Meanwhile, Aang disappears for a large section of the finale. Disturbed at the prospect of having to kill the Fire Lord he struggles to come to terms with the idea, and finds himself adrift on a mysterious island. On the island Aang meditates with his past lives, who all agree he must commit an act of murder to save the world. Still not accepting violence as the answer, Aang realizes the island is actually a giant Lion Turtle, who shows him how to ‘energy bend’, thus offering him an alternative to murder.

This section has drawn the most critical ire, and with good reason. It’s a total Deus Ex Machina moment, but it’s such a Deus Ex Machina moment that I’m suspecting it was the point. The Lion Turtle is basically a god, and it is by his hand ( literally) that Aang learns to energy bend. So much of Avatar is about dealing with tropes, clichés and myth that such a direct use of a classical mythic trope simply has to be pointed. If I’m wrong, and I’m simply defending a big mistake on the part of the writers, I apologize to every single detractor.

Avatar: The Last Airbender, Book 3, Vl.4
Beyond all the intellectual hubbub, the final fight is pretty spectacular, effectively pushing the show’s budget to the very limit. I’ve got no complaints. The animation looks fluid, the setting is exciting, and the scale is gigantic. Even more impressive then Aang and the Fire Lord’s element bending duel is Sokka, Toph, and Suki’s take down of several war balloons. The sheer scope of the sequence was enough to make me want a bigger television. And as if this wasn’t enough, we’re also reintroduced to the Order of the White Lotus (all the older guys that’ve helped our heroes throughout their journey), who liberate the Earth Capital of Ba Sing Se with an impressive show of force.

And when everything comes to an end the closure is generally satisfying. There’s a sense that the writers needed two or three more episodes to fully clean up shop. A few of the characters are sort of dropped without any proper final moments, and others are wrapped up in a matter of seconds without getting a chance to be a part of the final battle. I would’ve liked to have seen some inclusion of the jailed B-characters finding their way out of prison (a lot of them are in various prisons by the end of the season), and I think the final romance between Aang and Katara should’ve probably been a little bit more ambiguous, but overall I found a whole lot of satisfaction in this series finale.

Avatar: The Last Airbender, Book 3, Vl.4

Video


You know, it’s kind of moot to write about the video quality of these releases because they’re always the same, except for those few low-res, high contrast episodes that plagued the season one and two collections. This disc is more of the same that we’ve seen from the rest of the series on DVD. Again we have minor problems, like warm colours dancing with blocking and low-level noise, and edge enhancement on the hard black outlines. Details are pretty sharp, as they should be for a cell animated series, and colours still don’t bleed a lot, but compression noise and occasional interlacing effects are still issues.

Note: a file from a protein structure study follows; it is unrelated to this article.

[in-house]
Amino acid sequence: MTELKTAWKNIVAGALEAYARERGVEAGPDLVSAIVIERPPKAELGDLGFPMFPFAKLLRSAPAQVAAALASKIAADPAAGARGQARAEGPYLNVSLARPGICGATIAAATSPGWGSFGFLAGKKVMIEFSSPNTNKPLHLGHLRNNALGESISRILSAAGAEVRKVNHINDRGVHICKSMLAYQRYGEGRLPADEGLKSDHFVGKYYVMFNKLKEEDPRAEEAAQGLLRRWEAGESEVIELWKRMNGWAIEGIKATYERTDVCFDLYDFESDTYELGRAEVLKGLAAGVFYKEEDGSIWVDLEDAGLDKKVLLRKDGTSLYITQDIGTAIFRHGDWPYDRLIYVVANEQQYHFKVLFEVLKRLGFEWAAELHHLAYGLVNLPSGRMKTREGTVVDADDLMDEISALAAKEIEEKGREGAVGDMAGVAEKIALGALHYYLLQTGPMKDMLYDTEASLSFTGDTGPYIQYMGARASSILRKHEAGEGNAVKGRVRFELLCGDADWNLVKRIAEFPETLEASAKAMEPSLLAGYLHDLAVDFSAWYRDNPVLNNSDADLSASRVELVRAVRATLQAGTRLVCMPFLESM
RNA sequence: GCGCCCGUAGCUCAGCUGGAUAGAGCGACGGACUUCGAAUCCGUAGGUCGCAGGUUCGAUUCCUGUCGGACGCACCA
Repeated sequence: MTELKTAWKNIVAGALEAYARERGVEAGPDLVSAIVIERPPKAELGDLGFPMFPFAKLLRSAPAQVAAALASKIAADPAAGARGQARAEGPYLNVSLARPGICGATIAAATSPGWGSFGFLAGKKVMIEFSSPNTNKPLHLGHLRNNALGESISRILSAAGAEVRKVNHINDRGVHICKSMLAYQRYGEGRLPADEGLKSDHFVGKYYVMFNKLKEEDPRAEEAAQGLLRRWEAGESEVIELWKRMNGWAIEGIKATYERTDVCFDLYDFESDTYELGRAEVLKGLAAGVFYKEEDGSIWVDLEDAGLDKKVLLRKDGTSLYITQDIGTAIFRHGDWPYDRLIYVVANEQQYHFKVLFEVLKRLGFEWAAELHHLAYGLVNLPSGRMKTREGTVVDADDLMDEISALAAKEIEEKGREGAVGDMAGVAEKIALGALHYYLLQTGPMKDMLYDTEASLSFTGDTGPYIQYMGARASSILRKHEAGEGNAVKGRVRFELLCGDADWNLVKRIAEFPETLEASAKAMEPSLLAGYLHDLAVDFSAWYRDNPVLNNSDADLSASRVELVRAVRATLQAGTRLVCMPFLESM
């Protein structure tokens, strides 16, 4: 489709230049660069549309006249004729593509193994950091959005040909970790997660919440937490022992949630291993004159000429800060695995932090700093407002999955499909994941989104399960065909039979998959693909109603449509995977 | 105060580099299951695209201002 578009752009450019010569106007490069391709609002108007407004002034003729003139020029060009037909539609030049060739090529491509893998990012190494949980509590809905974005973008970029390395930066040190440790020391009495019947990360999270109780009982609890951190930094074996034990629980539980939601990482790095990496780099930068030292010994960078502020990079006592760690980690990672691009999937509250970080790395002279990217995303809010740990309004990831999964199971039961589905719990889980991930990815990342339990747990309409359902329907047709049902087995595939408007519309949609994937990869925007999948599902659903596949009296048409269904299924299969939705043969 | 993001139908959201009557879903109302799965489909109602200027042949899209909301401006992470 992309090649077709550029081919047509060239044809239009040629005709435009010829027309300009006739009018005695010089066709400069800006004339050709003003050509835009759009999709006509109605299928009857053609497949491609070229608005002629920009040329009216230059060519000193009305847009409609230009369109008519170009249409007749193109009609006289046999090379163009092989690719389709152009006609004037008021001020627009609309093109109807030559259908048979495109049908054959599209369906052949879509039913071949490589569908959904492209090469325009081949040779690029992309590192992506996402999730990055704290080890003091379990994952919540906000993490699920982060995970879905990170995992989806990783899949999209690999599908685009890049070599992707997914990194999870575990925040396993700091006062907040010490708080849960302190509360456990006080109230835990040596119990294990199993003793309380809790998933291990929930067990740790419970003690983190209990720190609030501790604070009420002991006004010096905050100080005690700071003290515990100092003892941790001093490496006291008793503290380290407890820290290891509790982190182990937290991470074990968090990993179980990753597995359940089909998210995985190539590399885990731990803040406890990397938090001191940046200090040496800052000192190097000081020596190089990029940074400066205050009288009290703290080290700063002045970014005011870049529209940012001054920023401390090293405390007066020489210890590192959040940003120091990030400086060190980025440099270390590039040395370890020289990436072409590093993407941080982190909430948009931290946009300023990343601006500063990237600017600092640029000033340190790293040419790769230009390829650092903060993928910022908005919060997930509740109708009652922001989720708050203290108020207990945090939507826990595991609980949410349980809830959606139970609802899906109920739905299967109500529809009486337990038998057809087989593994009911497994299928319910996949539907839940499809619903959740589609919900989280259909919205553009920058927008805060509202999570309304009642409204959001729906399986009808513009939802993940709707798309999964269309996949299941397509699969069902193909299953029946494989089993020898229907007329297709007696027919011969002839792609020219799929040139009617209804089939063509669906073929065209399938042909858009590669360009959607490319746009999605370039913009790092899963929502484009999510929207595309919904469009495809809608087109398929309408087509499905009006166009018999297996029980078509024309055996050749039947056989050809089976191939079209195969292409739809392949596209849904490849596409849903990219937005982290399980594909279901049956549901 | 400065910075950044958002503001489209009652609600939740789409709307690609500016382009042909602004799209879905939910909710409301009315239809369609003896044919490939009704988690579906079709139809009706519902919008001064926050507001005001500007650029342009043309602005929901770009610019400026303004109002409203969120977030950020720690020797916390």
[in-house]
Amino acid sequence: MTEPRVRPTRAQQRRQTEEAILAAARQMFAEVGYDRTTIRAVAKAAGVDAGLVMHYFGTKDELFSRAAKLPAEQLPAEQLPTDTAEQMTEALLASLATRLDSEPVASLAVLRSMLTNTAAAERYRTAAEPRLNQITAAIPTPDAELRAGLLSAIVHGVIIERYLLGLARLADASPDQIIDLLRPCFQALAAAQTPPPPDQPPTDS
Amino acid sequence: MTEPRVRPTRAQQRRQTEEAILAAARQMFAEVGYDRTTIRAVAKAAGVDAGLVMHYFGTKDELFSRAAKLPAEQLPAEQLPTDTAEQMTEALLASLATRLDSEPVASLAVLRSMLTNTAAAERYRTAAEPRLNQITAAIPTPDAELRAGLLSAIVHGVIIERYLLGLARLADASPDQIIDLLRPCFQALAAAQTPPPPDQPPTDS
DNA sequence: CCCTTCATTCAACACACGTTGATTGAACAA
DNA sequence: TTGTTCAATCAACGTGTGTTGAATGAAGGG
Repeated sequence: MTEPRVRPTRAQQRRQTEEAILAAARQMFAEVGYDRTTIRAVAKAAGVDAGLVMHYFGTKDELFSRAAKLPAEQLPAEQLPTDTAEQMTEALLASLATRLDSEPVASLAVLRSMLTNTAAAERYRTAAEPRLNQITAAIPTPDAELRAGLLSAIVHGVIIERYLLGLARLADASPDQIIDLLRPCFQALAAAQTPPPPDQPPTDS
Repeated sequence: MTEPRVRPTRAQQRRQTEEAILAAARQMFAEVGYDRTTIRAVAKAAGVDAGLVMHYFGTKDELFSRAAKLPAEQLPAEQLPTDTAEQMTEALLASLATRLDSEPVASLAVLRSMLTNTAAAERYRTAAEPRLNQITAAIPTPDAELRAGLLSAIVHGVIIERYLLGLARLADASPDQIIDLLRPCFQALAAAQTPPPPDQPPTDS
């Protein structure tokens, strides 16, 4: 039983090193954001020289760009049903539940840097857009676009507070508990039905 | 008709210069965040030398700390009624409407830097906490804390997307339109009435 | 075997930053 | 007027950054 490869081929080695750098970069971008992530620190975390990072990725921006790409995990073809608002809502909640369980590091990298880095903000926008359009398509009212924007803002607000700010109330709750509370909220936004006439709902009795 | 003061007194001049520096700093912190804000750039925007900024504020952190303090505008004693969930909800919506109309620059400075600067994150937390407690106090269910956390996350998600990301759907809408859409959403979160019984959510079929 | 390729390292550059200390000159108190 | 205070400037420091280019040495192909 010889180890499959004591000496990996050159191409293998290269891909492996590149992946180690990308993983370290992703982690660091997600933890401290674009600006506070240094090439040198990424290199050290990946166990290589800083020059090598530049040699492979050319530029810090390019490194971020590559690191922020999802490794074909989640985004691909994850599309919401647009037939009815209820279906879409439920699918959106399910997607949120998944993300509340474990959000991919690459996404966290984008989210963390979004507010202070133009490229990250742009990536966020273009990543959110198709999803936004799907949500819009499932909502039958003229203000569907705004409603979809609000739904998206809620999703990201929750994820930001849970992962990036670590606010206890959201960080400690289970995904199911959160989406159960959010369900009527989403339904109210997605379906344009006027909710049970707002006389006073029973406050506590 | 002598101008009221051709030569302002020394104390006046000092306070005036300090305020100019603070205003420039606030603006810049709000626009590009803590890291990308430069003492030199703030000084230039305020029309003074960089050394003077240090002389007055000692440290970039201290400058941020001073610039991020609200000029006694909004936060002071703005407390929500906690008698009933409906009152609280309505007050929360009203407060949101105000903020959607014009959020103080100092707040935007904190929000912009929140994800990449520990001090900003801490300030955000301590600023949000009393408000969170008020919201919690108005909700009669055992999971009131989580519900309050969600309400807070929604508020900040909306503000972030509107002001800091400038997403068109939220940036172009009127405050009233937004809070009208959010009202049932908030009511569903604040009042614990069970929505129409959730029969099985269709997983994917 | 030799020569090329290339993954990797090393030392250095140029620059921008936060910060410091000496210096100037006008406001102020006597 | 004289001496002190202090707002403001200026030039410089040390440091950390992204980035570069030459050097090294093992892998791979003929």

Audio


Again, this disc sounds the same as those other discs, and again, I’m expecting a Blu-ray release with a 5.1 remix in a few years. These Dolby Digital 2.0 mixes just aren’t enough. Everything is clean, there is no discernable distortion, and centered effects work well, but the surrounds and general LFE impact are lacking, making the show sound too made for television (which of course it is, but that’s not the point). Perhaps one of the most exciting elements of these final episodes is the presence of new music on the soundtrack. It seems the producers were saving there music budget for an impressive finale, and they do not disappoint.

Avatar: The Last Airbender, Book 3, Vl.4

Extras


Besides another mini-comic book and some trailer for other Nick DVD releases, we’re stuck with only a few commentary tracks as extras. I’m wondering what the season three box set will hold on its fifth disc. Creators Michael DiMartino and Bryan Konietzko are joined this time by members of the voice cast and dialogue director extraordinaire Andrea Romano. The presence of extra members makes these tracks a little more involving then other Avatar commentaries, but frankly I wanted to hear about the final episodes, not the two lead-ups.

Avatar: The Last Airbender, Book 3, Vl.4

Overall


It’s sad to see Avatar: The Last Airbender come to an end, but I appreciate the creators finishing things before they grew stale. This is what we call going out on a high note. I just hope Paramount puts the breaks on the live action adaptation, because it’s entirely unneeded at this point, and I still don’t think M. Night Shyamalan is the man for the job. I’m on the list for the season three collection, so stay tuned for one last look at the show sometime next month. That is, if you still care, which I’m sure many do not.